A digital service is a product, not a project – and it needs to be managed that way. This is a key principle in our day-to-day work at Zuhlke, but the distinction isn’t always immediately clear to clients when we first introduce the ‘product, not project’ idea to them.
It can be helpful to think about it this way: a product evolves over time, continuing to create value for the business and adapting to address changing customer needs. An Audi A6 built in 2008, for example, looks very different from an Audi A6 built in 2018, but it’s still essentially the same product. It’s the same for digital services – organisations and their customers expect a continually fresher, ever-more functional version of an original product.
A project, by contrast, is typically a one-off series of orchestrated activities, with a particular goal or outcome in mind from Day One, and crucially, a strict deadline or end date. While it’s true that most software has been delivered along project lines in the past, characterised by a waterfall approach that ends in a ‘big-bang’ release, this is a poor match for the demands of the digital age. What’s needed instead is a ‘product mindset’ that focuses on creating a rapidly evolving set of features and functions.
At Zuhlke, an important aspect of our Digital @ Scale solution centres on helping organisations that have already made some progress on their digital transformation journeys to assimilate that product mindset. This process is made easier by a number of complementary approaches that we assist them in adopting.
For a start, we help them to move away from large, monolithic IT systems, in favour of a digital platform based on a service-oriented architecture. Consisting of many small, independently deployable chunks of code, or microservices, this kind of architecture reduces friction when updates and enhancements need to be made, because these can typically be applied to specific, standalone services.
Then, there’s automation: smartly applied, automation tools can take the strain when an IT organisation faces a high frequency of small, incremental software releases, relieving developers of the burden of painstaking, repetitive work such as testing and allowing them to focus their time, effort and creativity on innovations and improvements.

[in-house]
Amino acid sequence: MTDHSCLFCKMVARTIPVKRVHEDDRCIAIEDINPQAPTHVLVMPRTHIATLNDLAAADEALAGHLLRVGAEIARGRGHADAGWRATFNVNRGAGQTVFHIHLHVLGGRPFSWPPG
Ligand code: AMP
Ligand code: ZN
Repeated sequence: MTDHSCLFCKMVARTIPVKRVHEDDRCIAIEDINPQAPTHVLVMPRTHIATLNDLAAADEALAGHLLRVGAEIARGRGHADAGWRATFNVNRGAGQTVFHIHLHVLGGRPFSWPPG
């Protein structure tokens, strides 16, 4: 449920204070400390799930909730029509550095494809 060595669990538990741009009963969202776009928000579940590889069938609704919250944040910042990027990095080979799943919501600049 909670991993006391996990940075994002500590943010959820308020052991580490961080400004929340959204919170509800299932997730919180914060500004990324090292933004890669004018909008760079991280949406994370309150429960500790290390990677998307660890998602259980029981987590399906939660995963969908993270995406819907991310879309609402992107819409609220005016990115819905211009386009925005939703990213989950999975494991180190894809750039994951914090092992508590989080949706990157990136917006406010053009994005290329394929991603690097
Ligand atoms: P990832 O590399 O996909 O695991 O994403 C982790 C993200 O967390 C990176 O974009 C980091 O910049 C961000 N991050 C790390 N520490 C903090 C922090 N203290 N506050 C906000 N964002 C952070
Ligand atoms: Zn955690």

Finally, we help teams work towards the DevOps goals of continuous integration and continuous delivery and deployment, which aim to dramatically shrink release cycles to the extent that small changes are happening at an almost constant rate. This pace of change is based on short feedback loops, in which a new release is closely monitored in production, so that audience response to it can be measured and acted upon promptly.
On the subject of teams, it’s important here to note another big distinction between projects and products. A project team is usually assembled temporarily for the project’s duration and then disbanded once it’s over. A product team, by contrast, is handed the responsibility for owning, building and running that product for its entire lifetime, and is accountable for its long-term evolution and value to the business.
In my opinion, the product mindset is the only way to guarantee a digital service that stays ahead of the game. And plenty of technology leaders seem to feel the same way: according to the CIO Agenda 2019 survey from IT market analyst firm Gartner, 55% of respondents say that they are moving from project to product delivery to deliver quicker business outcomes, improved customer experiences, reduced friction and more flexibility. Many more, I believe, will follow that path.